There’s Ruby up above. She’s looking forward to her 97th birthday in a few weeks. Ruby has been in the US some 95 years. Born in 1921 she recalls crossing the Rio Bravo or Rio Grande (depends on where you’re standing which name is used) on her grandfather’s back. But she was so young nobody really knows. It was a very long time ago and the details are lost in the mist. Warren G. Harding was president. Here’s what else was happening in 1921:
1. The Emergency Quota Act set immigration limits on eastern European Jews. This ban on Jews being allowed in the US resulted in a Jewish migration towards Palestinian lands. The ramifications are still seen today.
2. The first victim in the Osage Indian murders was discovered. This was a series of killings of Indians to get mineral rights. Estimates of sixty wealthy full-blood Osage Indians were killed during a several year reign of terror.
3. The Tulsa race riot, which should be called the Tulsa massacre or Tulsa pogrom, took place between May 31 and June 1, 1921, when a white mob attacked the wealthiest black community in the United States. The attack was carried out on the ground and by air and destroyed more than 35 blocks of the district. No accurate figure exists for the number of dead.
4. Sacco and Vanzetti found guilty. Italian and immigrant with unpopular political beliefs they were railroaded for a crime they did not commit and eventually met their ends in the electric chair.
This is one year of our racist US history and only the most notable racist events of that year. I read this and thought, wow, have the underlying causes changed? Has the fear of other in our society dissipated? Has the avarice and resentment gone? The answer is a resounding no. I also wonder why I only learned about Sacco and Vanzetti. Revisionist history harms all of us. It allows some of us to believe there’s a level playing field. It makes us think we’re all playing by the same rules. It is the root of entitlement and privilege. This is white supremacy and it runs deep. We must face it and resist it wherever we can. We must make restitution, too.
At the tender age of two Ruby entered the United States. Mexico was just finishing its revolution. Her father was working on the railroad in the southwestern United States, an area that was once Indian, Spanish, and Mexican. Ruby’s father met a tragic end after becoming sick and dying in the railroad hospital only a few years late. Within a couple of years the family moved to Montana. Can you imagine Montana in the twenties? In 1920 half of Montana’s population was foreign born. That’s not including Native Americans, I presume. Less than 100 years ago this state was full of immigrants looking for opportunity. The Indians were all penned on their reservations by then. How quickly we forget our own history and our sins. The complications are important to hold in mind as we sit and try and decide what is fair and who is welcome.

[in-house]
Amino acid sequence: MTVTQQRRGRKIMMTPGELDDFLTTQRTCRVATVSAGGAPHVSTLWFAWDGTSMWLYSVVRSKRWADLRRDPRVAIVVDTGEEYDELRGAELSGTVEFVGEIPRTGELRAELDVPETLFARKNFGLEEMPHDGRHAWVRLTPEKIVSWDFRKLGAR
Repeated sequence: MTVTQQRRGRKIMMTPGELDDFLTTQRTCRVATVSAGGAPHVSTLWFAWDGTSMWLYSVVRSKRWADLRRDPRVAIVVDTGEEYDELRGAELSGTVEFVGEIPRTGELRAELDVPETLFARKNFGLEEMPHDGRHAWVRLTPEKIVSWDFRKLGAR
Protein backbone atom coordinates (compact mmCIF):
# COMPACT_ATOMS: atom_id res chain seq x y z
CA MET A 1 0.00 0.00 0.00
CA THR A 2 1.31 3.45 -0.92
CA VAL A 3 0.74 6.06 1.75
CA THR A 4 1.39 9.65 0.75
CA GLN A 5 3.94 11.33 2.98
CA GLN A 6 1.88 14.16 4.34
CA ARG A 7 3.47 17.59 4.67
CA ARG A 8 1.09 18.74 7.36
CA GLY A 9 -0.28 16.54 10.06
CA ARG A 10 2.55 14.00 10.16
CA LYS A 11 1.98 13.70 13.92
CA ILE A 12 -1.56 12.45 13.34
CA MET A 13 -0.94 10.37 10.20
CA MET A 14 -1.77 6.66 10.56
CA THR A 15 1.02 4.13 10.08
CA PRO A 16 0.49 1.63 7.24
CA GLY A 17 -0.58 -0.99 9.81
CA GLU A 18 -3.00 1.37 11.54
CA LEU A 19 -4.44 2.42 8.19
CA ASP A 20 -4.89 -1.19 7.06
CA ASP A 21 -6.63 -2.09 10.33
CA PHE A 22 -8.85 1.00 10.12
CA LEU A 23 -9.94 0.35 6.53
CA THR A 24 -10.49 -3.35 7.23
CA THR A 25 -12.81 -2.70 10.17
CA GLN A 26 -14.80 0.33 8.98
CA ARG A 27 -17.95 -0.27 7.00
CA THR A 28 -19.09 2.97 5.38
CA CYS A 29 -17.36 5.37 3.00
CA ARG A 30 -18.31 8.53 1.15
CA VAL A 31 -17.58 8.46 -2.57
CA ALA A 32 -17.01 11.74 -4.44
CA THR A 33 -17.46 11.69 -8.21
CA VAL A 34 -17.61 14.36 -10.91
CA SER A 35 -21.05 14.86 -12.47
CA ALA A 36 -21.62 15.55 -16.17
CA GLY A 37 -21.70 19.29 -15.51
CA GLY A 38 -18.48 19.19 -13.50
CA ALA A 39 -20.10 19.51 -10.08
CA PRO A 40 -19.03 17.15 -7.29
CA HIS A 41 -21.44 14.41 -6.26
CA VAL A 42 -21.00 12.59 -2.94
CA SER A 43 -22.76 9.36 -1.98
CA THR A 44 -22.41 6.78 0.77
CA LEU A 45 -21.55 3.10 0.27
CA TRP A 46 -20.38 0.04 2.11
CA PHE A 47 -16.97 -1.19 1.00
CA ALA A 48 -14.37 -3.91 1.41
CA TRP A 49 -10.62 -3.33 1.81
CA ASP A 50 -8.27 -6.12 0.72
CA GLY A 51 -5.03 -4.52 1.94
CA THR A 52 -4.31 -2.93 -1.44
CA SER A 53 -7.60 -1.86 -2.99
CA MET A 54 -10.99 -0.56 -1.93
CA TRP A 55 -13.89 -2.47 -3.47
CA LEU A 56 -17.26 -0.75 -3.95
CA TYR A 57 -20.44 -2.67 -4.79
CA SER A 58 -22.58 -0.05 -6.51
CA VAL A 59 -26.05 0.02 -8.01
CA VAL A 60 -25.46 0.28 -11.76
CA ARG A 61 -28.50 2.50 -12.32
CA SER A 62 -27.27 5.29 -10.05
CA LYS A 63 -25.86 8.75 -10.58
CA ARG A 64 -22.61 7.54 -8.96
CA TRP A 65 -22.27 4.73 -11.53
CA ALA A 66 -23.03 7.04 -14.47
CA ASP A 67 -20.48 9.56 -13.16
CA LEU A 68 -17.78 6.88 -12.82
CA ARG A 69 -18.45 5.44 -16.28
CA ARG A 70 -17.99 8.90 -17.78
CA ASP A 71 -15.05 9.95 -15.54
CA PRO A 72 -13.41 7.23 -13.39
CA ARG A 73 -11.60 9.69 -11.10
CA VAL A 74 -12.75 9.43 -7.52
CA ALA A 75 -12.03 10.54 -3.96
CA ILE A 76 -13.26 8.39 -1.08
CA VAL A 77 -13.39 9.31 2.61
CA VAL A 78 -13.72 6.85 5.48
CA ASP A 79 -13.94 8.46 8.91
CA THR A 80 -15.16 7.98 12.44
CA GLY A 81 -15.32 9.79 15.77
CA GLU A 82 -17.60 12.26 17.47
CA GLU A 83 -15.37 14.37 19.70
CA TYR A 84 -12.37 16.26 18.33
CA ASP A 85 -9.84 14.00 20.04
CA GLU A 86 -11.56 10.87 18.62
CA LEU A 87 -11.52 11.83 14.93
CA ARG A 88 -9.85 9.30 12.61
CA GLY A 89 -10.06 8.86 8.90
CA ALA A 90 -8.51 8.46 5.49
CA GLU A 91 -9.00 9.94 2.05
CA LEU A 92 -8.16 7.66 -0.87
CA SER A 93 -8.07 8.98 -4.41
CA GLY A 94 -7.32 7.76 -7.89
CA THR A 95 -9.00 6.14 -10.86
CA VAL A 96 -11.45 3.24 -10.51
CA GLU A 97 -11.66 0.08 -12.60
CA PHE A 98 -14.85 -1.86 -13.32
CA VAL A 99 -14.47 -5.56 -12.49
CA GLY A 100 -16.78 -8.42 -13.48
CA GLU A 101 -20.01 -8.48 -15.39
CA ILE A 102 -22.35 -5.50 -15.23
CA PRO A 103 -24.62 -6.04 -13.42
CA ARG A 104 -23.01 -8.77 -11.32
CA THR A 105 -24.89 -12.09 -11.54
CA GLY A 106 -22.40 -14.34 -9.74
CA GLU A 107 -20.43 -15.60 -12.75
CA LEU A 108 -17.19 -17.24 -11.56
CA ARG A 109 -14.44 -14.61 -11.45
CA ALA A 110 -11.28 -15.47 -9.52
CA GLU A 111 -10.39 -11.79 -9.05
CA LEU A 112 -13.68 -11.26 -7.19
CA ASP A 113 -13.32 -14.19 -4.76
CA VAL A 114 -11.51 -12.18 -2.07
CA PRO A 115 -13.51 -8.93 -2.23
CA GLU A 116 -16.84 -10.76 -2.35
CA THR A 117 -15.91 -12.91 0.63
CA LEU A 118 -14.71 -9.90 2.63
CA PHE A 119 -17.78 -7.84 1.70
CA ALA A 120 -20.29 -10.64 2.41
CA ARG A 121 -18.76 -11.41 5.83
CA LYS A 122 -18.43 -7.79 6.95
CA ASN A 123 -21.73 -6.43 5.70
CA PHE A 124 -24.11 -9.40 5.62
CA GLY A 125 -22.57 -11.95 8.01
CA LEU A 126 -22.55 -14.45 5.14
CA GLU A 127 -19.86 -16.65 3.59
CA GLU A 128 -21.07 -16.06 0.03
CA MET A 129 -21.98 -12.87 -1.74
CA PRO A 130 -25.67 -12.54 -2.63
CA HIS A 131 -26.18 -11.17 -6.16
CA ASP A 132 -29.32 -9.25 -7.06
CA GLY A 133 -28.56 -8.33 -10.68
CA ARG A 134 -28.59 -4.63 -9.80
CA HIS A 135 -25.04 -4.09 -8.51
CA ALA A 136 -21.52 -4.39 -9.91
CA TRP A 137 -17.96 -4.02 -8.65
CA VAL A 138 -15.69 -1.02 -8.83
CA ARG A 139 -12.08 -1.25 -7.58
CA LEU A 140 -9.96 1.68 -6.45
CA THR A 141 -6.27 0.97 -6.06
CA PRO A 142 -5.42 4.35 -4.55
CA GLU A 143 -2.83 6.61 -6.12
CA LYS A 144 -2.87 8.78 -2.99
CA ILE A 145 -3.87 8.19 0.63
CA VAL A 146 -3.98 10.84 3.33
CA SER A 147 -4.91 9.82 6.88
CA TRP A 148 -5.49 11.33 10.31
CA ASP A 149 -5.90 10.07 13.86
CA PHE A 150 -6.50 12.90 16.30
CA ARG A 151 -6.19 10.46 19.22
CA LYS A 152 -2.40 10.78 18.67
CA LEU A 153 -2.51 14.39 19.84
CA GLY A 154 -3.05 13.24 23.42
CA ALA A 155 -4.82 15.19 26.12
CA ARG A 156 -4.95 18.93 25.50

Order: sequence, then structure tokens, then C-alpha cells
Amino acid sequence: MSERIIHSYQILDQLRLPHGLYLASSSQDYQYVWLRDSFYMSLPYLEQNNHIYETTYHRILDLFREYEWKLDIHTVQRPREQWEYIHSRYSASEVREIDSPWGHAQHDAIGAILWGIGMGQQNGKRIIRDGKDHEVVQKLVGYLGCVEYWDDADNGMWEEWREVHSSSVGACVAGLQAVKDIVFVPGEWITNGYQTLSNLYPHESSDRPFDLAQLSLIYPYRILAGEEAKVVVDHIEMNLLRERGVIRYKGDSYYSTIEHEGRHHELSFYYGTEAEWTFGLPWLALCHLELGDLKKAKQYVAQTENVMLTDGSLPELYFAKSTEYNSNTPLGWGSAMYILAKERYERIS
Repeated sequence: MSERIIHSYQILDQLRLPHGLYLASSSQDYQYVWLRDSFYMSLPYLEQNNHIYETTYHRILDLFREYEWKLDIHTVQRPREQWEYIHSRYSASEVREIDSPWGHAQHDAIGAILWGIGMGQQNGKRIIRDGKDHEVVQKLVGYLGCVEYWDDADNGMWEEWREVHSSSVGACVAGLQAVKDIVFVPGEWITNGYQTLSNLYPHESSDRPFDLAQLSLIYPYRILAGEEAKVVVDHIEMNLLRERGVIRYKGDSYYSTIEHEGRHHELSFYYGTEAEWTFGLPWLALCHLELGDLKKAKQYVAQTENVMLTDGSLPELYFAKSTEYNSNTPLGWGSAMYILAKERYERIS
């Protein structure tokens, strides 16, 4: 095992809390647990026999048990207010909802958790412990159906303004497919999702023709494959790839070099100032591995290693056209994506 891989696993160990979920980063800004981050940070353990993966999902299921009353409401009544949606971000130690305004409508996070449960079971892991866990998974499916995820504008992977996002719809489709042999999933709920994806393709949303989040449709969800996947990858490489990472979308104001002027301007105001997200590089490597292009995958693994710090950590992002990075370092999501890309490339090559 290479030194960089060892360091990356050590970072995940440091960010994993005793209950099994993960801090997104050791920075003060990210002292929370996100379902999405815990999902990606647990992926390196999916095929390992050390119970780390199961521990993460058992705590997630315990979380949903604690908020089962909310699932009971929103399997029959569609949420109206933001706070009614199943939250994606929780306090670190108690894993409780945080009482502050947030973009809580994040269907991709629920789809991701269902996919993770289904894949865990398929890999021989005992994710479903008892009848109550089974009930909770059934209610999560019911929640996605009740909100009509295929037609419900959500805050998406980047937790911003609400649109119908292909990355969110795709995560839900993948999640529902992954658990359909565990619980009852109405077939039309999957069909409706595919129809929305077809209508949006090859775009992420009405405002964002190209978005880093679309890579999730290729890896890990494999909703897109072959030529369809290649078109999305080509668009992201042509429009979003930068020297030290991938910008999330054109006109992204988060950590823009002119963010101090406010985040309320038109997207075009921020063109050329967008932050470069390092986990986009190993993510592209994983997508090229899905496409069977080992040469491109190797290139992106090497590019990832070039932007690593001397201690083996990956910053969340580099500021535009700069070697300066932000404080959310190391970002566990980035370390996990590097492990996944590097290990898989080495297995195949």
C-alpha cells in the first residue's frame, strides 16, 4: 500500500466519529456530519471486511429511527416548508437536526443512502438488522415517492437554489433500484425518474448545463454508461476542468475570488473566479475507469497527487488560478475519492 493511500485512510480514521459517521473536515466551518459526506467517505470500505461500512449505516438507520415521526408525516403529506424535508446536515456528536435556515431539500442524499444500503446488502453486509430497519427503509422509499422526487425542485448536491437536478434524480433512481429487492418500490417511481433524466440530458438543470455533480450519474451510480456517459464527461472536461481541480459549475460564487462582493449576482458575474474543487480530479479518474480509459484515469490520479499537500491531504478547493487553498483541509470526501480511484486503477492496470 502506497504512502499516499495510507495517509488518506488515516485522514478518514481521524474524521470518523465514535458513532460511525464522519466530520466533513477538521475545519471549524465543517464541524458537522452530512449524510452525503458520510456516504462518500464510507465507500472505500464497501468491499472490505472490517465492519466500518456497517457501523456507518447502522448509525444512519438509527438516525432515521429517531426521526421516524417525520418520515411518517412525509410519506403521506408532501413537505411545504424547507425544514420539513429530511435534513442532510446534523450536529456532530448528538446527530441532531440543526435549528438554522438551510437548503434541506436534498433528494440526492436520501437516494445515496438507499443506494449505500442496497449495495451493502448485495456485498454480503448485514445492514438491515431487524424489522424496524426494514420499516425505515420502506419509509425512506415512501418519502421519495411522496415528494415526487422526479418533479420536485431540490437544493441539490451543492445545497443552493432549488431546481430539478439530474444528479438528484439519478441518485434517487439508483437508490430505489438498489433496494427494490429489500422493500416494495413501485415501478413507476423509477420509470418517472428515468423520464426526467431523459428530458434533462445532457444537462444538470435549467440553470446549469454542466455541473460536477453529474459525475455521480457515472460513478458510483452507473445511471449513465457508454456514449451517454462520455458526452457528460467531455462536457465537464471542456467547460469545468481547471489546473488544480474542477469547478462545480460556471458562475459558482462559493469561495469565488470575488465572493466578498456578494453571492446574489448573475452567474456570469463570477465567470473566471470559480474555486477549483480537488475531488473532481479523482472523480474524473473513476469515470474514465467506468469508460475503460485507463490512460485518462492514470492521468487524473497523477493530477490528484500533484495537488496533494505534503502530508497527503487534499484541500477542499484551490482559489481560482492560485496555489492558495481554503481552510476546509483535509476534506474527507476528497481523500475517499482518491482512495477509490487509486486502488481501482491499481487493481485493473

Ninety-five years later Guadalupe (Ruby’s birth name) is still here. She became a citizen in the 1940s. She spent her career as a nurse. She marched for civil rights all over the United States. She raised a family. There are more Rubys out there hoping for a chance in this deeply flawed country because it is better than the situation they have where they were born.
A word on railroad hospitals. I remember when Ruby first shared the story of her father dying in a railroad hospital I was shaken. Her father had fallen ill with some kind of stomach ailment. He was shipped off to a hospital hundreds of miles away from his family. The hospital was owned by his employer. The family received no word until he was dead. These hospital were set up in the frontier areas of railroad expansion to purportedly aid workers. It was difficult finding workers willing to work in harsh and remote areas of the country. Most were, surprise, immigrants. The railroads hired doctors and built ‘hospitals’ to attract workers. Or did they hire doctors to control the workers? Here’s one take:
The very first medical subspecialty organization in the U.S. was the Railway Surgeons. Unlike physicians of today who at least in theory are supposed to put the interests of the patient before the interests of anyone or any institution or company, the Railway Physicians gave their primary allegiance to the company, and viewed their major challenges as the identification of malingerers, defending the company against lawsuits, competition from unaffiliated physicians, and maintaining their access to the free pass. – RWM (aka Railwayman, I don’t know his real name so I cannot attribute correctly)
It’s safe to presume Ruby’s father didn’t have much of a chance at a railway hospital hundreds of miles from home. Perhaps,even, Ruby’s mother was forced to return to Mexico to give birth because the hospital wouldn’t help her.
Last night we sat with Ruby and visited. She lives in an assisted living facility. Her family is nearby. Ruby told us that someone had recently someone asked her advice on living life. Here’s what Ruby said, “Fall in love!” Ruby had a many decades marriage to Ed who died a few years ago but she wasn’t talking about that kind of thing. She was talking about big love. She said first fall in love with YOURSELF. Then walk out the door and look around and fall in love with everything. Words to live by. The trees, the birds, each other.